“Entering, in moments, the realm of pure being, the gate-less gate swings open…beyond life and death, our original face shines back to us.” — Healing into Life and Death, by Steven Levine.
[gap size=”100px”]We will all experience the death of a loved one and we will know our own dying one day. We can choose to face death with fear or we can choose to establish an unafraid, heartfelt understanding and communication with others, especially it is so very important to do this with those who are dying.
My Near Death Experience
When I was four years old, I had a near death experience where it felt like I was gone for a long time. When I surfaced again, I could not remember the English language or how to talk and I had to start all over again learning how to fit in, trying to know what my life was really for.
My Grandmother played a very significant and profound role in my healing back to awareness. She must have known on that mystic night so long ago that something extraordinary yet frightening was about to take place in that tiny attic room where I lay with a high fever.
Just as it felt like I was being pulled through a brightly illuminated tunnel, my Grandmother quietly crept up the stairs to check in on me. I can still see her standing in the doorway holding a coal oil lantern, clad in her long flowing white night gown, with her white Grandma hair, that beautiful transparent look in her eyes, why, she almost looked and appeared like an angel hovering there in the doorway and I knew it was okay to let go and journey through the tunnel. That was my Grandma, therefore I knew I would be safe to leave.
At My Grandmother’s Funeral
The next deep and intimate encounter that I can remember having with my Grandmother was at her funeral. I was eight years old then, and not fully numb yet to the magical world of third eye sight and as I stood there peering into Grandma’s coffin at her serene and luminescent face, I heard her draw a breath and then another one and what? I saw her move.
It was as though she was coming alive again right out of her coffin and she looked much younger. Well, I gasped out loud as prayers were being recited, exclaiming to my Mom, who was standing next to me, “she’s alive,” “Grandma lives.”
You can imagine what this sounded like back in the fifties and I was hushed silent immediately and made to feel shame at calling out during prayers. I pulled in my wings and never spoke of it again but my Grandmother never went away.
She remained somewhere in the unseen, always ready to come quickly when called upon in times of trouble and grief and oh, joy too. I’m sure it was my Grandma’s loving influence in my life and the experiences that we shared so deeply that led me into the work of hospice and palliative care.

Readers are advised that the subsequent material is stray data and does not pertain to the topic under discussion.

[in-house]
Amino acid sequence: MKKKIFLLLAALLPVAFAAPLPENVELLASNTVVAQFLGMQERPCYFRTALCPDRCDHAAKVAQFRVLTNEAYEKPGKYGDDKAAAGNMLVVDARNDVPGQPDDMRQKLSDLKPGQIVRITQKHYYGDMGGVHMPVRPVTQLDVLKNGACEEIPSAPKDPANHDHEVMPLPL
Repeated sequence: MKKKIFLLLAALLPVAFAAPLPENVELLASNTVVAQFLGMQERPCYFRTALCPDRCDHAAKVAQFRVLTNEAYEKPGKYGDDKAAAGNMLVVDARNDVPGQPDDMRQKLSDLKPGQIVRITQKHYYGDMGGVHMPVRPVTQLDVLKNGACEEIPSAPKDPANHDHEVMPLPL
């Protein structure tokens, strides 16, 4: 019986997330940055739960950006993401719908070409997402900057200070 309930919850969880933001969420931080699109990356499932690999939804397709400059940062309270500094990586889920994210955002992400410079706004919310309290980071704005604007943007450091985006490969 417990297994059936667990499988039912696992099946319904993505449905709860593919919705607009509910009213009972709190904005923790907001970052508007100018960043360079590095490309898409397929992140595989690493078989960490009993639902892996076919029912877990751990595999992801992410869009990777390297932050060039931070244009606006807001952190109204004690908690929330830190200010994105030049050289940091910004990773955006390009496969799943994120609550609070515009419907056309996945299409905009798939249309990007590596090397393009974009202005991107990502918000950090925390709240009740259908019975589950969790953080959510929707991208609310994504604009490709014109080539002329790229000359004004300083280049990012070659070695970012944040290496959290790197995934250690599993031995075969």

Reflecting on my childhood experiences with death it seems that only recently have we begun to understand our dying, yet still at times preferring not to think about it. We often try to shelter our children from the fear and dread of a painful ending.
Yet, it is children who can help us the most with our stress and anxiety, bringing us back to our innocent selves when we knew as children that we were connected to God and the Divine Mother, thus connected to our living and our dying. We knew as young ones that at birth we walk through a doorway and in death we walk through the doorway again with no separation in any part of the journey.
Finding the Healing Meaning
It is so important in these transformational times that we turn to our human family to offer our love and compassion to those who are dying and who are in pain and fear of the end. Helping to find a “healing meaning” in one’s dying is our opportunity.
Offering a deep nurturing, and a non-judgmental loving listening which means, being in a space that is heart to heart with another. Consoling, attending to, helping to take care of the heart, the heart break, bringing in some loving kindness and having mercy for ourselves and our regrets.
These attitudes are so vital to a dying person’s well being, to be able to sit deeply in the heart with another, often in the silence of the spirit…where a very beautiful energetic pathway opens and the loved one is able to just simply let go, moving with the passage that is called death.
Attending to, with individuals who are living with a terminal illness, supporting and consoling their families, is truly a privileged and a blessing for all who are involved in the gentle care of the living/dying experience. As many more individuals choose to die at home in the comfort of their own familiar surroundings, we as family, friends and care-givers have a special opportunity to share intimate moments with our loved one, opening our hearts to our sacred journey.
It is a powerful experience to witness a dying person drop all the surface “stuff” and get to the heart of each moment. Meeting ourselves and another, deep in our hearts is the most powerful journey we can take together. We are called to give our gifts, letting the healing in, letting this be our human quest.